9/13/2017

Section by Section of Graham-Cassidy Repeal Bill

Section by Section

 
 

7/9/2017

Graham-Cassidy Proposal: Gigantic Block Grants and Huge Health Care Cuts

Families USA

What�s in the Graham-Cassidy proposal?

 
 

6/29/2017

Analysis of Senate Bill BCRA

with consideration of HCBS

The Better Care Reconciliation Act (AHCA) proposes to cap Federal Medicaid reimbursements to the states on a per-enrollee basis, effectively limiting growth to a rate only modestly exceeding the rate of inflation. The cap would be set according to each state�s 2016 perenrollee spending, inflation-adjusted for each subsequent year. Caps would take effect in 2020. The inflation adjustment for 2016 to 2019 is the consumer price index for medical care (CPIMC) for all types of enrollees, including people with disabilities and seniors who receive HCBS. Between 2020 and 2024, adjustments depend on enrollment category: the adjustment for people with disabilities and seniors is set at CPI-MC plus 1 percentage point, and the adjustment for other enrollment categories is CPI-MC. Beginning in 2025, the inflation adjustment is greatly reduced to the Consumer Price Index for all items, which does not take into account the higher growth rate of healthcare costs.1 Over the past ten years, the growth in the Consumer Price Index for all items averaged 1.8 percent per year, and the CPI-MC increased by an average of 3.3 percent per year. For most people who receive HCBS, it is by far the largest component of their Medicaid spending. If the AHCA were to be enacted, it is reasonable to assume that most states would limit HCBS spending to the per-enrollee cap amount; otherwise, any excess comes entirely out of the state budget.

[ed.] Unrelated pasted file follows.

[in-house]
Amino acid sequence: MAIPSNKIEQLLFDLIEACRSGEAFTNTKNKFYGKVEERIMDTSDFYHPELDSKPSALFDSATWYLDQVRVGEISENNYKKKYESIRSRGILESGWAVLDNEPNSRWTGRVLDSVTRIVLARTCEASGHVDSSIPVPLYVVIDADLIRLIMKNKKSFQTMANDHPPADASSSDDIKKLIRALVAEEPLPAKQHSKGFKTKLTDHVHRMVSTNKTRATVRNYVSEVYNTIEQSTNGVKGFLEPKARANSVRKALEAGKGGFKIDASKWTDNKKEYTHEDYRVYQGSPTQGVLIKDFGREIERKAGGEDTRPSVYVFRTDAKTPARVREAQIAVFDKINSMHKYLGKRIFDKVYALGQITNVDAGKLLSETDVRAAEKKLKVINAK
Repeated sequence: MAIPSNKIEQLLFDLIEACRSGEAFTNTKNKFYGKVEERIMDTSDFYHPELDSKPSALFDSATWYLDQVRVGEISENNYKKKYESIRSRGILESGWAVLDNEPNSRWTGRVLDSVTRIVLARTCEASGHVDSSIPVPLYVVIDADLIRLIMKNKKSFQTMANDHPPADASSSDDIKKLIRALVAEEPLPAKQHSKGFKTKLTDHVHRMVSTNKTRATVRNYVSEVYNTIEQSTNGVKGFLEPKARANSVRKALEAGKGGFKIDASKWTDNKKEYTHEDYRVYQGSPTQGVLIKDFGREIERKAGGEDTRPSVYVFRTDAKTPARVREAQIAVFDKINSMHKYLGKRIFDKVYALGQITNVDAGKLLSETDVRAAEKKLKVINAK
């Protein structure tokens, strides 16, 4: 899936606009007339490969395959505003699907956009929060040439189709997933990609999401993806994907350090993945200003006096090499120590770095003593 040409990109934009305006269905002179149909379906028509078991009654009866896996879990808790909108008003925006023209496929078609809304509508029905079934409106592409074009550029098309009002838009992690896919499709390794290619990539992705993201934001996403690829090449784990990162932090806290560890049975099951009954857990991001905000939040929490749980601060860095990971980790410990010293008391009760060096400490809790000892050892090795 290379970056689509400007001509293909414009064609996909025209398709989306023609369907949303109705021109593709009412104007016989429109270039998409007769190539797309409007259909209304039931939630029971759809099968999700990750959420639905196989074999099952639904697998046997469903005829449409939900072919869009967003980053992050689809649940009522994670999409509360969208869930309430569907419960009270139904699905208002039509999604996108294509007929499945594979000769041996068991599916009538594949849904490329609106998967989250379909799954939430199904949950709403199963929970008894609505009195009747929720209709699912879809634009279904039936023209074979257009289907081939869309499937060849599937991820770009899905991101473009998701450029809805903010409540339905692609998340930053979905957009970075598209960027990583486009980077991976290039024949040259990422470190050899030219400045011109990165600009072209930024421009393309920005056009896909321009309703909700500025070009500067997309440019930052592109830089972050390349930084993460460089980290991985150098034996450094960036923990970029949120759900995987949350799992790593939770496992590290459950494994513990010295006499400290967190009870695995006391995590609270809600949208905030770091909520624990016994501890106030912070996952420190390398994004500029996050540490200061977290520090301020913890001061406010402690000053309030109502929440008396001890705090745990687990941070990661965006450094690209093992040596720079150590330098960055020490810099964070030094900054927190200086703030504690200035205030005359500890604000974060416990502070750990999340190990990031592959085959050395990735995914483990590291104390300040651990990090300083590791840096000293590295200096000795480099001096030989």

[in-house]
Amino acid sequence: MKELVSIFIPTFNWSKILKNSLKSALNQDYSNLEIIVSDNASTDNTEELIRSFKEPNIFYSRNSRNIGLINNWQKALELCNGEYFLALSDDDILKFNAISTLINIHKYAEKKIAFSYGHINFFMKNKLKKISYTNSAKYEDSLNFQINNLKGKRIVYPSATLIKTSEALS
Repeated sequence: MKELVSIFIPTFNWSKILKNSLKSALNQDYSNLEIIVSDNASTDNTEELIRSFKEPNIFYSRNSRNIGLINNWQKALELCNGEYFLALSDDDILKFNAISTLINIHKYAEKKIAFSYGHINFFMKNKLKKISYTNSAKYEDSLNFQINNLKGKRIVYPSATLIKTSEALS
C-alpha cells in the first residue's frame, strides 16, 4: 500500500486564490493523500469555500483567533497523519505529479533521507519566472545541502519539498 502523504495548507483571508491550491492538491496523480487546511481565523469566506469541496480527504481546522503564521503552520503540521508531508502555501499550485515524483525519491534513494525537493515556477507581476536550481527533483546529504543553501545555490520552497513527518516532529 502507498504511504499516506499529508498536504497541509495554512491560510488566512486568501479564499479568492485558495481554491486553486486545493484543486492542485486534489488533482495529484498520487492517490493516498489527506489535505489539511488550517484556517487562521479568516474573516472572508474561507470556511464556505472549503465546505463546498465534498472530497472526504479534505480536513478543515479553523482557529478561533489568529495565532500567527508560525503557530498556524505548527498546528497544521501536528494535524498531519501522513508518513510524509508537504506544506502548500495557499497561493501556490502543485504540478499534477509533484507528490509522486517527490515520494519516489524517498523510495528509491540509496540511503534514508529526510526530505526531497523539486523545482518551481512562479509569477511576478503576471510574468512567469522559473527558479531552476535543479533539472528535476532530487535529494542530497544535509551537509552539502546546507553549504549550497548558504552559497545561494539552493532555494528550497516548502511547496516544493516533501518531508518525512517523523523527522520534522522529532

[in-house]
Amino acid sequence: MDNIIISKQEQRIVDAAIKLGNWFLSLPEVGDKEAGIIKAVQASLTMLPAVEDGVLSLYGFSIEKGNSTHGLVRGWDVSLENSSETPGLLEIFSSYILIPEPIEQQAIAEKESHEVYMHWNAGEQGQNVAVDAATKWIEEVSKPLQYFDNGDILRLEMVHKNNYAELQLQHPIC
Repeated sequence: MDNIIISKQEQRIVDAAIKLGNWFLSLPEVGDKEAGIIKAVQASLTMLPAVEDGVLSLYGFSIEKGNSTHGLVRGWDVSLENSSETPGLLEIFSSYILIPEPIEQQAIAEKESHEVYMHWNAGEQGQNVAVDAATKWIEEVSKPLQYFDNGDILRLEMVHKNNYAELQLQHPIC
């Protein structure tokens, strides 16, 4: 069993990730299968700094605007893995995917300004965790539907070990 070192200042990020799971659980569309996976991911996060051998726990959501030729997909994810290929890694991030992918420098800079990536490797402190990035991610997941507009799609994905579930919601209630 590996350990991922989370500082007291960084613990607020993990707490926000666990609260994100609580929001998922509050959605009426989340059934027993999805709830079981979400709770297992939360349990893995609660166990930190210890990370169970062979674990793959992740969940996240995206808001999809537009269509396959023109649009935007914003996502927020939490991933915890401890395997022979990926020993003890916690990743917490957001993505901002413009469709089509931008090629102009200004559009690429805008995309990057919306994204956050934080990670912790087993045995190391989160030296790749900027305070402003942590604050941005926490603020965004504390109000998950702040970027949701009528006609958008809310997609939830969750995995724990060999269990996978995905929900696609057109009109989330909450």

6/29/2017

AUCD Summary of Better Care Reconciliation Act

People with disabilities, especially those with severe disabilities, often rely on a complex array of supports across many areas of public policy to lead successful and productive lives in the community. They often rely on the Medicaid program to address these needs. Under the Senate proposal, funding cuts would, over time, exceed the $800 billion (over 10 years) approved by the House, and overall spending would be capped. Specifically, it proposes:

 
 

6/29/2017

Impact of Medicaid Caps in Alaska

Executive Summary Medicaid caps would severely impact spending on home and community-based services in Alaska, where more than 7,000 people rely on these services to remain in their homes, avoid institutionalization, and participate in their communities.

 
 

6/29/2017

Impact of Medicaid Caps in Arizona

Executive Summary Medicaid caps would heavily impact spending on home and community-based services in Arizona, where more than 45,000 people rely on these services to remain in their homes, avoid institutionalization, and participate in their communities.

 
 

6/29/2017

Impact of Medicaid Caps in Colorado

Executive Summary Medicaid caps would severely impact spending on home and community-based services in Colorado, where more than 29,000 people rely on these services to remain in their homes, avoid institutionalization, and participate in their communities.